Next for Missy was The Calculating Stars by Mary Robinette Kowal. This is an alternate history of the space program, kicked off by a meteorite striking near Washington, DC in the early 1950s. This precipitates a climate disaster that forces the need for space exploration before Earth becomes uninhabitable. The novel centers on Elma, a former WASP pilot and one of the human computers of the space agency and her husband, the lead engineer, as they first survive the strike and then become part of the effort to build the international space program.

As an engineer herself, Missy really appreciated the in-depth research that went into the richly imagined setting of the space program. She also can’t remember the last time she was so completely sucked into the first act of a book with the meteorite strike. (She didn’t miss her stop on the train, but it was close!) She also appreciated the intersectionality of the book, where “all mankind” wasn’t just white, Christian, and male, but included characters of diverse backgrounds and experiences, which she found to enrich the narrative voice.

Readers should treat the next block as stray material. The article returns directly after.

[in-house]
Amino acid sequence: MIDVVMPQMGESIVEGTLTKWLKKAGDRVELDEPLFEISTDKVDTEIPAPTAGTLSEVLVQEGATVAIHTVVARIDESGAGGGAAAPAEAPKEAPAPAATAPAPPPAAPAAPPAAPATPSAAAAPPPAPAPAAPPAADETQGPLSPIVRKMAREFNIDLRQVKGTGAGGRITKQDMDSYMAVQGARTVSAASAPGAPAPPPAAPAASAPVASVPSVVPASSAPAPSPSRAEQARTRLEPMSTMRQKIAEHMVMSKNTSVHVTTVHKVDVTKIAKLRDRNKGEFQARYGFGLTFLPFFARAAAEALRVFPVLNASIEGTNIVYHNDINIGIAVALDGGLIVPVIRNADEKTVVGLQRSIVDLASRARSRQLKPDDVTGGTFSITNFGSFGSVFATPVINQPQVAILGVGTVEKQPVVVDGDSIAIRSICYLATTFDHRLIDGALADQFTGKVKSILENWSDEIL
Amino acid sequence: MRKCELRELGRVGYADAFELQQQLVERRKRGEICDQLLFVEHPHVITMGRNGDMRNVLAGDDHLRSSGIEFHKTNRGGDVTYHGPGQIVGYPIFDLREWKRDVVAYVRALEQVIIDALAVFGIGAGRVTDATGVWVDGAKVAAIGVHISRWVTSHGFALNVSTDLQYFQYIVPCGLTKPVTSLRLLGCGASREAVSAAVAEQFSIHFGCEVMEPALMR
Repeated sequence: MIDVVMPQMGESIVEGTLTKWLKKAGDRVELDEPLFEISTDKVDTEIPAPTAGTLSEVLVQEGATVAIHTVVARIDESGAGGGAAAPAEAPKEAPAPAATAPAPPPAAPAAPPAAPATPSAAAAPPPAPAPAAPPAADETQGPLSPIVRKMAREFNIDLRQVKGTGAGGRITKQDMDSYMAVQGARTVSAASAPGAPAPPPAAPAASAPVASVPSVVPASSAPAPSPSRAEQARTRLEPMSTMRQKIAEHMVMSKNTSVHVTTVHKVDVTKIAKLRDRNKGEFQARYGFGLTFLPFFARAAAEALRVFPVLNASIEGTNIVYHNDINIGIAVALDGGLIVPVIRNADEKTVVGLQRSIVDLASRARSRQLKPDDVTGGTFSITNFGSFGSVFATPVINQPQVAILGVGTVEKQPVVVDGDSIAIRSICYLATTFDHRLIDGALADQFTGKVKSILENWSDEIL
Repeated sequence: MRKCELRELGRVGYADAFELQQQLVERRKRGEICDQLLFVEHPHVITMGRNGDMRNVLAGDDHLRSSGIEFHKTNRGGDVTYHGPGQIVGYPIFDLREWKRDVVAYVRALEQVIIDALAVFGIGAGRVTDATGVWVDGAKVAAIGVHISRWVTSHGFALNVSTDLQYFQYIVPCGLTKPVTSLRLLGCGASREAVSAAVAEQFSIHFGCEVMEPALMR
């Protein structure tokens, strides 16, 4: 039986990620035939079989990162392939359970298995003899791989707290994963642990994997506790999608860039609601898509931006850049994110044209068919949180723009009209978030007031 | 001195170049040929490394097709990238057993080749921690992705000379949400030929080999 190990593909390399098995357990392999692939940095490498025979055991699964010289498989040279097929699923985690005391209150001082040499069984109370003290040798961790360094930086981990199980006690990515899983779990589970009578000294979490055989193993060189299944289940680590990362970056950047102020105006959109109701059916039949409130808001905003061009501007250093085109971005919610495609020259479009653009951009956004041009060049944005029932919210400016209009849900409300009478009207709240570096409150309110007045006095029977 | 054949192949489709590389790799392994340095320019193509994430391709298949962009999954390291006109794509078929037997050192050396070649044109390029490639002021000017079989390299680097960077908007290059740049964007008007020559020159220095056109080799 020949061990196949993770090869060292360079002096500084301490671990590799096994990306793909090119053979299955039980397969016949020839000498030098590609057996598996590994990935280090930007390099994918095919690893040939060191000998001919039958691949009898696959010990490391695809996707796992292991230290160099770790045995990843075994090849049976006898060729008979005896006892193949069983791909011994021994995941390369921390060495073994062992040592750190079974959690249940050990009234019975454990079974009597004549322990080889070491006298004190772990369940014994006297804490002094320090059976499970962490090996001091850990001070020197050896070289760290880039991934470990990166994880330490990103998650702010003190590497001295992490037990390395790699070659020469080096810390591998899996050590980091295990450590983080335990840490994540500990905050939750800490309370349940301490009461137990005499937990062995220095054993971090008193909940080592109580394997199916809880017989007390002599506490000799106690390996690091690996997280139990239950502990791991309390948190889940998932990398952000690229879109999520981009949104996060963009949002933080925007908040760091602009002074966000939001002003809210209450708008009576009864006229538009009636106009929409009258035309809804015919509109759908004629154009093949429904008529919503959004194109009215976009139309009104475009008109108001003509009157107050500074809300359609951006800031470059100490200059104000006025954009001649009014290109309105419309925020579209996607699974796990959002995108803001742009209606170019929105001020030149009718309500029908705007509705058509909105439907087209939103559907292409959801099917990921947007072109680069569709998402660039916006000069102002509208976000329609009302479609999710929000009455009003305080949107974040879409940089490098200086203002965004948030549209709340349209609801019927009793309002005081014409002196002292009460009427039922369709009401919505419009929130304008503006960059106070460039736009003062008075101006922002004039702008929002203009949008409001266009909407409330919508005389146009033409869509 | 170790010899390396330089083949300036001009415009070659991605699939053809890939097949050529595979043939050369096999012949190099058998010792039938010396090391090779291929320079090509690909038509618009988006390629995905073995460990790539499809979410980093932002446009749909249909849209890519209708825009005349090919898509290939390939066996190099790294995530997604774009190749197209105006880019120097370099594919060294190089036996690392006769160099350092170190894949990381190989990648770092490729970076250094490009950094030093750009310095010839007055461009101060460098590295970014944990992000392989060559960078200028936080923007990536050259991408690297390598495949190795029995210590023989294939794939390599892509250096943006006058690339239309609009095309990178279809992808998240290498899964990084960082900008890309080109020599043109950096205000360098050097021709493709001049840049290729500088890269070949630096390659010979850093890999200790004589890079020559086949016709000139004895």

As usual, Missy thought the author’s notes on how she wove historical and scientific detail into the fictional world were almost as much fun as the story itself. For even more fun, check out the author’s post on her favorite bit of the novel.

Burn For Me, Image: Avon
Burn For Me, Image: Avon

Burn for Me by Ilona Andrews

And finally, Missy read the first book of the Hidden Legacy series, Burn for Me by Ilona Andrews. This is an alternate-universe, paranormal romance set in a roughly contemporary world where magical abilities have reshaped the power structures of society.